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San Francisco is noted for many things, but dullness isn’t one of them. Except in one particular: San Francisco must be one of the most boring places on earth to be a weatherman (or I suppose I should say, weather person, or possibly meteorologist). The temperature range is rarely more than 40&deg (40 being the coldest and 80 the hottest). The default weather is between 65&deg and 70&deg and sunny, with optional fog, mostly in the summer. The weather is pretty much uneventful, except for the occasional earthquake, though that isn’t really weather.

So it makes sense that the meteorologists get all excited when the winter rains start up (it almost never rains any other time of the year), as they did last night. It’s front page news in what passes for the local paper. But what drives me crazy is how on every single local TV station every single weatherperson says, “The storm door is open”. Not, “It’s really coming down out there” or “Expect storms over the next 48 hours” or anything like that. No, it’s always the damned storm door. I have come to the conclusion that it’s some kind of secret weather porn catchphrase that gives every meteorologist, regardless of gender, some kind of cheap weather thrill just to say it, or even think it. They probably look forward to it all year long. So have it, weather people, and I’ll just avoid the local news until the sun comes back, as I know it will, and enjoy wearing my cute new boots in the rain.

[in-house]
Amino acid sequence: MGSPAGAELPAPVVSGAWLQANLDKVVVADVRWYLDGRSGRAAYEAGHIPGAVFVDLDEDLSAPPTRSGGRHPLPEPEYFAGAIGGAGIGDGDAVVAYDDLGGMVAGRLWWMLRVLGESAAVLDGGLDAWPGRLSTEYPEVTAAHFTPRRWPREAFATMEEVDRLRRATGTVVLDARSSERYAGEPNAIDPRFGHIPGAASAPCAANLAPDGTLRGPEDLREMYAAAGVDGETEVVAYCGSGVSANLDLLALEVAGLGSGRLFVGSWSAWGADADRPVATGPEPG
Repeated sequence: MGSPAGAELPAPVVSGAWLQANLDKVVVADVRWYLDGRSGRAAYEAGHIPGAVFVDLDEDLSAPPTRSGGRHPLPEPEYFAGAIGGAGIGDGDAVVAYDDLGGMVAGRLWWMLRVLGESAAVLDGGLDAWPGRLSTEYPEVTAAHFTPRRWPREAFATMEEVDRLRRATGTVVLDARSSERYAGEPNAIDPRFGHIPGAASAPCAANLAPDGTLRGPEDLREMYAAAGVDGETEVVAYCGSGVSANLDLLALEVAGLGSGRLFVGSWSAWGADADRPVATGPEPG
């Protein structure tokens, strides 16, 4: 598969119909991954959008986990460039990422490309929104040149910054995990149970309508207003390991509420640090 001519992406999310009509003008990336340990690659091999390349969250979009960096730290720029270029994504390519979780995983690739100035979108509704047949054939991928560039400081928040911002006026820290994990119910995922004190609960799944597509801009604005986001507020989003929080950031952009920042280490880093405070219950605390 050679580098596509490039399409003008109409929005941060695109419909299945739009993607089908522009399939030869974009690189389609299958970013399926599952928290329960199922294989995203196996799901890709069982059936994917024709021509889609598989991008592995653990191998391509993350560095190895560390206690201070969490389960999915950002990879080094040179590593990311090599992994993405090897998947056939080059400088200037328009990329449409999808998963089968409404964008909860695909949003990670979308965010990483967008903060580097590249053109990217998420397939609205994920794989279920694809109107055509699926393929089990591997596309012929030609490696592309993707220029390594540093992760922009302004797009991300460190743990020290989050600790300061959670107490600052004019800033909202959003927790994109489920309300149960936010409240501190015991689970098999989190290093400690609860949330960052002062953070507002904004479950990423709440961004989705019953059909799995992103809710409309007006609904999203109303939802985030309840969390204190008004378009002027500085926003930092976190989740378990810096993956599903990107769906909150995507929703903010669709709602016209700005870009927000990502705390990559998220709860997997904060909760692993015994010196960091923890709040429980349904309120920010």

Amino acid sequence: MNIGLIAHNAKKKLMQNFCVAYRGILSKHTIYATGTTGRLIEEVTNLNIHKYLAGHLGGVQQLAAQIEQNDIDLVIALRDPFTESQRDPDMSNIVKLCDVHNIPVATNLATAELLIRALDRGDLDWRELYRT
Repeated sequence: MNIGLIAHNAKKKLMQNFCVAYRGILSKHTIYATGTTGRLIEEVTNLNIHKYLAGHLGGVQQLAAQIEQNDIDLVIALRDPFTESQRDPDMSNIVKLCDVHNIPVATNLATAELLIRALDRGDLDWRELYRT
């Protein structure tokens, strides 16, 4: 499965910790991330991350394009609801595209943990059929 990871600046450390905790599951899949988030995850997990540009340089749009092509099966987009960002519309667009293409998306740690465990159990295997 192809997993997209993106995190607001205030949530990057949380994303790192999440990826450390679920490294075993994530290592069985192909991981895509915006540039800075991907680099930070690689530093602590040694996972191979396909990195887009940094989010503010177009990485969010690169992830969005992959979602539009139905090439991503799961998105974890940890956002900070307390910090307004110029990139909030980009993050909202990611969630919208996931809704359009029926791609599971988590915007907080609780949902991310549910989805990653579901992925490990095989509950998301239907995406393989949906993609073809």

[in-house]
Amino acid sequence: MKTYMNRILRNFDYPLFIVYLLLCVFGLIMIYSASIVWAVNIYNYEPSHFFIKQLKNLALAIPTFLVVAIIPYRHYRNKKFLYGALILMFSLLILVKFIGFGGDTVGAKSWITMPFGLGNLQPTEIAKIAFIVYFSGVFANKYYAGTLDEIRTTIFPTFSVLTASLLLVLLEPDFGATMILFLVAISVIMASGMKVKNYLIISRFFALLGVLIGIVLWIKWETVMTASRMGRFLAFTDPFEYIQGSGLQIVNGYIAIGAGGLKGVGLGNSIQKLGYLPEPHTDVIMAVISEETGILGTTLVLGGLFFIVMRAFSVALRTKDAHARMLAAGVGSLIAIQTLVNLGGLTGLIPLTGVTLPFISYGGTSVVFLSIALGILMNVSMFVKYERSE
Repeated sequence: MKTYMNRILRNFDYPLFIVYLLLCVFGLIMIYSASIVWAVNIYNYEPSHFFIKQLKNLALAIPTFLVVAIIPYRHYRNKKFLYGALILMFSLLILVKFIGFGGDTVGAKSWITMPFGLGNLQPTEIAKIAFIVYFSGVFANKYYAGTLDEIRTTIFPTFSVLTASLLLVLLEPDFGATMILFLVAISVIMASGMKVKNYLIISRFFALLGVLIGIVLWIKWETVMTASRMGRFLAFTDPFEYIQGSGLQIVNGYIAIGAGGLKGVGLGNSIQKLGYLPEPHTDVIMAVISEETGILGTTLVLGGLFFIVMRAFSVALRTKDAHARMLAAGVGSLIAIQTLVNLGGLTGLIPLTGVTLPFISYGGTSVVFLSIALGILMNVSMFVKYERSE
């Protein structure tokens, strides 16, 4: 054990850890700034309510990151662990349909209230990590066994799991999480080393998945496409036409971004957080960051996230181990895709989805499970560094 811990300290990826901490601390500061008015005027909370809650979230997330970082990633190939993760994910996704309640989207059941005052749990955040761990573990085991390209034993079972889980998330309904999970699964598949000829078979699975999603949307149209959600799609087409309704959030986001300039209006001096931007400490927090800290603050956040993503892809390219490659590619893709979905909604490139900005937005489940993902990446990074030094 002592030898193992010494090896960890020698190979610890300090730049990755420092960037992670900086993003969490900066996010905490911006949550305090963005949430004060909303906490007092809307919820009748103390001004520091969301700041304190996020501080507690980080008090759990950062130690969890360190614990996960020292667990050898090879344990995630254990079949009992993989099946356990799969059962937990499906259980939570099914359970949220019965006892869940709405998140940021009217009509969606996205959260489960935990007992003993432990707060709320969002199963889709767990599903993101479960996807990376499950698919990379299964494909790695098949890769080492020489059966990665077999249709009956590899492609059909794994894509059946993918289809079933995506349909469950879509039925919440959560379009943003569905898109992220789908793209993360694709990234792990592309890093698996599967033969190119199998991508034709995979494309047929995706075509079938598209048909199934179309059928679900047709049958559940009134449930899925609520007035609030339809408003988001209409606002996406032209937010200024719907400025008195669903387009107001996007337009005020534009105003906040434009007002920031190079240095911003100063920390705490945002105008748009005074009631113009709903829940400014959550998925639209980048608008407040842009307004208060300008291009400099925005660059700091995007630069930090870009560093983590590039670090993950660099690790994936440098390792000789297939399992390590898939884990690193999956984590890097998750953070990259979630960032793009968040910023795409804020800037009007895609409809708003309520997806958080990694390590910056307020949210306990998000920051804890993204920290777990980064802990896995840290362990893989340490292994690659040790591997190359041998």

3 responses so far

Nov 05 2002

Right is wrong

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And then again, sometimes it’s not.

All the critics have been drooling over Punch Drunk Love, the latest movie from the brilliant Paul Thomas Anderson. I love Boogie Nights, a completely perfect movie of its kind, and expected to like the new one, too. Otherwise, I wouldn’t have gone to see it in the theater, since there are so many annoyances inherent in movie-going (you have to go when they feel like showing the movie; you have to pay; you can’t pause it; there are other people there; you have to more or less sit up the whole time). But it turned out to be the first movie we actually walked out on in some time (the debate continues as to whether we actually left Leaving Las Vegas or just wanted to).

All the things that worked in Boogie Nights didn’t in this effort. The harsh SoCal light just made everything and everyone look horrible – and yes, I realize I’m shallow, but everyone looked absolutely terrible in this movie. If I were Emily Watson, I’d be first in line when the botox clinic opened. The story, such as it was, meandered aimlessly, things and devices that should have been funny weren’t even remotely, and it tried so hard to be hip and arty that I just felt embarrassed for everyone involved. Finally, the scene where Sandler and Watson start having sex made us flee before it quelled every urge we’d ever have for the rest of our lives. John restored himself with a cigarette while I restored myself at Mac.